This case provided a couple of challenging aspects for the author. The pontic site was restored with a bone graft, leaving the tissue slightly imperfect. The restorative solutions chosen by the restorative team for the bridge spanning teeth Nos. 8 through 10 were IPS e.max® Zirpress (Ivoclar Vivadent, www.ivoclarvivadent.com) supported by a zirconia understructure and cut back for effect and translucent porcelains. An IPS e.max all-ceramic crown was selected for placement on tooth No. 7 (again with a cut-back). The preoperative impressions were taken and sent to the laboratory where they were poured and articulated. A diagnostic wax-up was fabricated to show not only the esthetic improvements, but also the functionality of the restorations. After teeth Nos. 7, 8, and 10 were prepared and the bone graft was performed to restore the extraction site of tooth No. 9, temporaries were fabricated from the diagnostic wax-up and worn by the patient for approximately 10 weeks, allowing the grafted site to heal. The patient returned for periodic checks during this time to check the function of the temporaries with specific attention paid to wear, and to address any esthetic changes requested by the patient. A final impression was taken reflecting the changes to the grafted area and tissue healing, and the stump shades were recorded. Next, the patient visited the laboratory for custom-shade photographs and shade determination (Figure 10 and Figure 11). The goal was to match the restorations to the surrounding natural dentition as seamlessly as possible, specifically to the incisal of the lower anteriors, while the gingival one third of teeth Nos. 7 and 10 would blend naturally with the cuspids. The shade selected was VITA D3 with more chroma at the gingival. The stump shades of the preparations were ND5 for teeth Nos. 7 and 10, and ND6 for tooth No. 8. The preparations on teeth Nos. 8 and 10 would be covered by the zirconia framework, which was also sintered in the VITA D3 shade. The IPS e.max crown on tooth No. 7 was pressed out of a D3 LT ingot to most accurately match the translucency of the zirconia understructure covering the other preparations.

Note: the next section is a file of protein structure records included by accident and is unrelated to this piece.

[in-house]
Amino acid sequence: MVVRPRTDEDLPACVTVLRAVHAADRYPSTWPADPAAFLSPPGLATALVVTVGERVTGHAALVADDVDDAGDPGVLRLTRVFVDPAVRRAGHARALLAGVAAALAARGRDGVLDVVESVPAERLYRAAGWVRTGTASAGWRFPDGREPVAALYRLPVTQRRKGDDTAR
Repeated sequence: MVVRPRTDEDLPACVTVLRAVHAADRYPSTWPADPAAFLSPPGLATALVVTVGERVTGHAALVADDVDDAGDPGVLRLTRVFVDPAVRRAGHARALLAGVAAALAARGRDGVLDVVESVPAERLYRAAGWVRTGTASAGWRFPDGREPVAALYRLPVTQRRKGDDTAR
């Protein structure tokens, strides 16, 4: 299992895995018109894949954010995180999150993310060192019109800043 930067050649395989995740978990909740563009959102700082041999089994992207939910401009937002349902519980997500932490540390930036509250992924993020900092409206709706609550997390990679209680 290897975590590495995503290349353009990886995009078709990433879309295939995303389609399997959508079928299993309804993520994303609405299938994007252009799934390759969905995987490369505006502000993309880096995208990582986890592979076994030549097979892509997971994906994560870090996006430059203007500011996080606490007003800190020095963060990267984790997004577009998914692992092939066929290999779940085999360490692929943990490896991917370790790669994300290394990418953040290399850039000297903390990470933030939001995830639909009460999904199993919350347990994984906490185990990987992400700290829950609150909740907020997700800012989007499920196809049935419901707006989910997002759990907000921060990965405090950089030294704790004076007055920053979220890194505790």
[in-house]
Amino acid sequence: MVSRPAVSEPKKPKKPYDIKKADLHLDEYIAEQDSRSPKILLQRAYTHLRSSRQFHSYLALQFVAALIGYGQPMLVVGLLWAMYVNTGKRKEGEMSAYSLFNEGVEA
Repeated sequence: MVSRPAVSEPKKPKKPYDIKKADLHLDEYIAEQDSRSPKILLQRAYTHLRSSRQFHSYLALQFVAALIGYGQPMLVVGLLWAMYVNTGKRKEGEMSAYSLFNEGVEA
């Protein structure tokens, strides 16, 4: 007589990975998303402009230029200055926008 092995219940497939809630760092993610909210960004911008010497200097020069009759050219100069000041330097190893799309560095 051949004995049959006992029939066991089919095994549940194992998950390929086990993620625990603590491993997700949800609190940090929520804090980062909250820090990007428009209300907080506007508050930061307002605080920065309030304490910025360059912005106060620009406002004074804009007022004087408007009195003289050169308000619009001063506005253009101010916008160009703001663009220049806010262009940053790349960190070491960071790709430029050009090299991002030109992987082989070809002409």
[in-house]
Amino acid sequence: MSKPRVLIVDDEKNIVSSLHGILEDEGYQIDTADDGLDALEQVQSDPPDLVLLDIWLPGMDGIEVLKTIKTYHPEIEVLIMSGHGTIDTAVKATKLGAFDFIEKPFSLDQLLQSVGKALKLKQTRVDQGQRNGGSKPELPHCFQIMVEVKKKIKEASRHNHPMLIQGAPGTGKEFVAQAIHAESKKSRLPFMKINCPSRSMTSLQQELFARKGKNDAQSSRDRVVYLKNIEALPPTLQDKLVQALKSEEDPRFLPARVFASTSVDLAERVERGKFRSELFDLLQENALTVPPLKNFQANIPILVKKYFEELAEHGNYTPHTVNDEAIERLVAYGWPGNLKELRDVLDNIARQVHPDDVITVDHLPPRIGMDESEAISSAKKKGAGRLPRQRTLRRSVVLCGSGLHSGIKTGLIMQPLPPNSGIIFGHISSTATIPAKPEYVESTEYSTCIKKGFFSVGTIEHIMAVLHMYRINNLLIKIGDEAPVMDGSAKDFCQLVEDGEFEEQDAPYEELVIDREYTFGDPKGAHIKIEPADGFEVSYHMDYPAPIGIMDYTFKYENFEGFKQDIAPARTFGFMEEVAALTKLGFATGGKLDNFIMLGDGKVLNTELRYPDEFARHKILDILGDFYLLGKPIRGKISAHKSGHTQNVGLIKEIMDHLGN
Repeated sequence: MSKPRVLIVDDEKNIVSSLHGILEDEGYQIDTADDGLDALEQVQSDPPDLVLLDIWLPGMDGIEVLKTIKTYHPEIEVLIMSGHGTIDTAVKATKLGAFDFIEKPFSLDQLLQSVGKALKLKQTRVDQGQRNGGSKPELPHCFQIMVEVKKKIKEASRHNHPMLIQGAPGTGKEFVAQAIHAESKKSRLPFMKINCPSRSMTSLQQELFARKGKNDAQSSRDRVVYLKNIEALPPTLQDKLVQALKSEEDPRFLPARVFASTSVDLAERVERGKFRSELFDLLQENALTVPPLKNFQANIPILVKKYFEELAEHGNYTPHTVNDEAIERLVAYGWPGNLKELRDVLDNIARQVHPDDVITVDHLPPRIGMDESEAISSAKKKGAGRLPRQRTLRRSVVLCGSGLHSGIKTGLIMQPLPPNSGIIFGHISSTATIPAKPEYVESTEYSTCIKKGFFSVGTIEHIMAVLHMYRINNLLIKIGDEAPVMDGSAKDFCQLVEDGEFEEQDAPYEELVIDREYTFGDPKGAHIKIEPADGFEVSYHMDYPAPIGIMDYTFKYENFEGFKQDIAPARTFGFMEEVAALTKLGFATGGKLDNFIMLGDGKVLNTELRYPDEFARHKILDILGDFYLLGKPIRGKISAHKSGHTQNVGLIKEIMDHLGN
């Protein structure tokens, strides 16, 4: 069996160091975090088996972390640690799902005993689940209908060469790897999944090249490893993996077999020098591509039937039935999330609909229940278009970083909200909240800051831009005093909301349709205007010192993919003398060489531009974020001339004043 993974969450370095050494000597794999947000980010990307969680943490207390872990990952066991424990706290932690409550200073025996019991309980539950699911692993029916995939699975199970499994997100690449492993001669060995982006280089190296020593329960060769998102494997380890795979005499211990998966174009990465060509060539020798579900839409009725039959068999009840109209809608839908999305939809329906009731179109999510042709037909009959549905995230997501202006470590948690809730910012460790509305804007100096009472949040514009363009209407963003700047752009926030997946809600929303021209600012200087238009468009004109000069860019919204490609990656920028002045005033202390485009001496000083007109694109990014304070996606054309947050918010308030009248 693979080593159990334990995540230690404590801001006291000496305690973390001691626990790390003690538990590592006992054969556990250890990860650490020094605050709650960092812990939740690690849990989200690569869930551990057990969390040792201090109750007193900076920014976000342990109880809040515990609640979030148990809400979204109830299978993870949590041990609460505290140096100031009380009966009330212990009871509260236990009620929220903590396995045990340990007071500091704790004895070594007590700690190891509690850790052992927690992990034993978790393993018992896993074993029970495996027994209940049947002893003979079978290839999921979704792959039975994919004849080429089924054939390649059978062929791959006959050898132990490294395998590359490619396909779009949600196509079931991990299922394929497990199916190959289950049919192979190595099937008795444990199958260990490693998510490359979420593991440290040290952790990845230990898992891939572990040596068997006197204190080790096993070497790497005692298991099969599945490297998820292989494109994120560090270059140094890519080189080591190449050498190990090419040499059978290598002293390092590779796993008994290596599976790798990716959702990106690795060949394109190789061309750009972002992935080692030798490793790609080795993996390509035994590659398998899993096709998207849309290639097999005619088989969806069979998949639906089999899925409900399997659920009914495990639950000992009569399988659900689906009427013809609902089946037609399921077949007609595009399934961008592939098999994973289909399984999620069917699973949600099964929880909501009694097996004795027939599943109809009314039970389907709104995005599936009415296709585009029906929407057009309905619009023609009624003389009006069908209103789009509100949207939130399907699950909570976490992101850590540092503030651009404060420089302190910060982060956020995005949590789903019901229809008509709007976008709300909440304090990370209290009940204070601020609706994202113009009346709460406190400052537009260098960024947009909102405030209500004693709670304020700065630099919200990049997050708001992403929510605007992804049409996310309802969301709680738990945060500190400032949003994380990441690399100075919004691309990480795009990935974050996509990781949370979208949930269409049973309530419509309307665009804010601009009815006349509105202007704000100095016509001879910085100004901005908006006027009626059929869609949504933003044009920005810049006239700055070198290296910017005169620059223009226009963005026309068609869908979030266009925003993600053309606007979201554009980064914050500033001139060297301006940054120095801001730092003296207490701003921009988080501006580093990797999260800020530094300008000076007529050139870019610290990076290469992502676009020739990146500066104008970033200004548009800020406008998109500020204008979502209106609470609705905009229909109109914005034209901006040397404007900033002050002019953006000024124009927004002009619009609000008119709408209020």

The models were scanned, including a model of the temporaries showing the final desired contour of the restorations. The zirconia framework was CAD designed simultaneously with the wax-ups for the bridge spanning teeth Nos. 8 through 10 and for the single IPS e.max unit for tooth No. 7 (Figure 12, Figure 13, Figure 14). A porcelain overlay was desired to achieve the esthetic goals of the patient. The cutback technique was used in the CAD design of all the wax-ups. Extra space was created on the inside of the bridge wax overlay to leave room for the layer of IPS e.max Zirliner (Ivoclar Vivadent) that would be applied onto the zirconia framework and fired to establish the proper bond when pressing the IPS e.max Zirpress bridge onto the framework. Once the design was completed, the zirconia framework was milled in-house from a Lava™ C.O.S. zirconia (3M ESPE) milling block, sintered, and final finished. While these steps were being completed, the wax overlay for the bridge and the wax-up for the single-unit tooth No. 7 were milled from a Lava Wax Block (Figure 15). Next, the IPS e.max Zirliner was applied in a thin, even layer on the surface of the zirconia framework and fired (Figure 16 and Figure 17). The wax overlay was then placed onto the zirconia framework and adapted to the margins. A matrix was created from the model of the temporaries, the wax-ups were all placed on the model, and the contour checked in the matrix (Figure 18, Figure 19, Figure 20).